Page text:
Sear Tuna In A Skillet For Wonderfully Caramelized Crust

There are a lot of things to take into consideration when cooking tuna steaks. The sustainability of the fish, the flavors you're going to use, and when to season the steaks for premium flavor are all important factors to consider. However, there might be nothing more important than the pan you choose to cook your tuna on. And if you are looking for a great caramelized crust, you have to go with a flat-bottomed skillet.

As with developing a crust on beef steak, getting a good, even sear on a tuna steak has everything to do with the surface you cook it on. With a grill, which is distinguished by its grates and the open flame, the only parts of the tuna steak close to caramelized will be where the meat was in contact with the grill grates. On a skillet, however, the whole tuna steak is in contact with the pan. The heat is distributed evenly throughout the meat, giving you a great, caramelized crust. 

You also need to be sure that this is the best method for the flavors you're going for. The grill will give you more smoky and nutty flavors, while the skillet is going to give you a far more intense and seared flavor. The latter works well with a variety of sides and sauces and is beyond easy to achieve in your own kitchen.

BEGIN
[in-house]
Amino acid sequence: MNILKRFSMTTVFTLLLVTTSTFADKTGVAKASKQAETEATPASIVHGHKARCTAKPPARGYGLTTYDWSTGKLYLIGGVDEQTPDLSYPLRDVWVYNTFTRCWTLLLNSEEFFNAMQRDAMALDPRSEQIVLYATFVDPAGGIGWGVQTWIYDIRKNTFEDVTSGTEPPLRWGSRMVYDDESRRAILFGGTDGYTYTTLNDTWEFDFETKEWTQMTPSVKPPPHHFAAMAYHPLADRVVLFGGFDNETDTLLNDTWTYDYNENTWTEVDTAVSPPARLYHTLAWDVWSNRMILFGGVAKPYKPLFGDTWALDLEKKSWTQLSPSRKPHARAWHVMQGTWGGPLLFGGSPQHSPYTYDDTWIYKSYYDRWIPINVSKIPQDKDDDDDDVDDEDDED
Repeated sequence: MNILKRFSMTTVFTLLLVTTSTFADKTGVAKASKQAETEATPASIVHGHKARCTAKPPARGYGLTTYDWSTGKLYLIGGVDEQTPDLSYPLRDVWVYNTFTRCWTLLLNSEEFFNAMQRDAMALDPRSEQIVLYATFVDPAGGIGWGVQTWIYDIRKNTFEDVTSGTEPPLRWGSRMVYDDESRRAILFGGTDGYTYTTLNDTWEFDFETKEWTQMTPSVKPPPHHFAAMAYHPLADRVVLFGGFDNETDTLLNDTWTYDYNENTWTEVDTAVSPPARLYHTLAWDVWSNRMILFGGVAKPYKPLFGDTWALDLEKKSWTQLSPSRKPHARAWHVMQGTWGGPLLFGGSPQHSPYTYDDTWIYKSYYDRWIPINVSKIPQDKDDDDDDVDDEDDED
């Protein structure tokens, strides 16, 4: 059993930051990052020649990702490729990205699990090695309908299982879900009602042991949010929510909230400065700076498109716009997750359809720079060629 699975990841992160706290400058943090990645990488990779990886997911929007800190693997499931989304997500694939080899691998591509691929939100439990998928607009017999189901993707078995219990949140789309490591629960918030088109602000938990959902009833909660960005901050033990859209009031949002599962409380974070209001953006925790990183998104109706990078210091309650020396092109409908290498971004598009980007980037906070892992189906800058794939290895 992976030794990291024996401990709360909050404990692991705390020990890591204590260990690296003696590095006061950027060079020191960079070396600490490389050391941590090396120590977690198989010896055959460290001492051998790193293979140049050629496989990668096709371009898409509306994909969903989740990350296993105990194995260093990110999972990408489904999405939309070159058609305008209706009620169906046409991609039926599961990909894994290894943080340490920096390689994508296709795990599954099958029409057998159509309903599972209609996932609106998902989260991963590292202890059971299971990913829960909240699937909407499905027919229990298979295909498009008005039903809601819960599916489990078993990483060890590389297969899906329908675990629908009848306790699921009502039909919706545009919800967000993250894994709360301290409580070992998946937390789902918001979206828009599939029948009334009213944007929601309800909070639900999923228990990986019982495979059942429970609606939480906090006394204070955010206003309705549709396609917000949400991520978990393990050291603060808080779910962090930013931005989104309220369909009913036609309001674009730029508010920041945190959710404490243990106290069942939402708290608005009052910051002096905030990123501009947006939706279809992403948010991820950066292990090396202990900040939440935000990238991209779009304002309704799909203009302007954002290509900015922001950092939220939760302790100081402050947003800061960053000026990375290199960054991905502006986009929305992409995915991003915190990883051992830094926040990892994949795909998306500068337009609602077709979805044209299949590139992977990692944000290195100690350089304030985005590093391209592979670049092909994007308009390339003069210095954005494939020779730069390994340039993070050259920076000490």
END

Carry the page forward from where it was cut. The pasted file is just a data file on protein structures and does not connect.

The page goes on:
How to cook tuna in a skillet

You'll need to choose a heavy bottomed skillet, either in stainless steel, nonstick, or cast iron. Something that will hold heat and disperse it evenly throughout the skillet. Bring the skillet to temperature over medium heat. Salt the tuna just before you place it on the pan so that it doesn't dry out. Lightly oil the tuna and place it down on the pan, making sure that you hear a good sizzle. 

Resist the urge to flip the tuna multiple times. A 34 inch steak will need six to nine minutes of cooking with one flip halfway through so the other side has time to develop a sear and lock in the flavors. You'll know the tuna is finished when it has that even, caramelized crust all around, and begins to flake at the touch of a fork. 

The inside should still be very pink and warm. Again, like its beefy counterpart, tuna steaks are best when cooked to medium rare. You can season it with lemon juice, extra salt, a healthy dash of olive oil, or whatever marinade or dressing you desire. Just be sure not to go too wild and miss out on the wonderful flavors of that caramelized crust.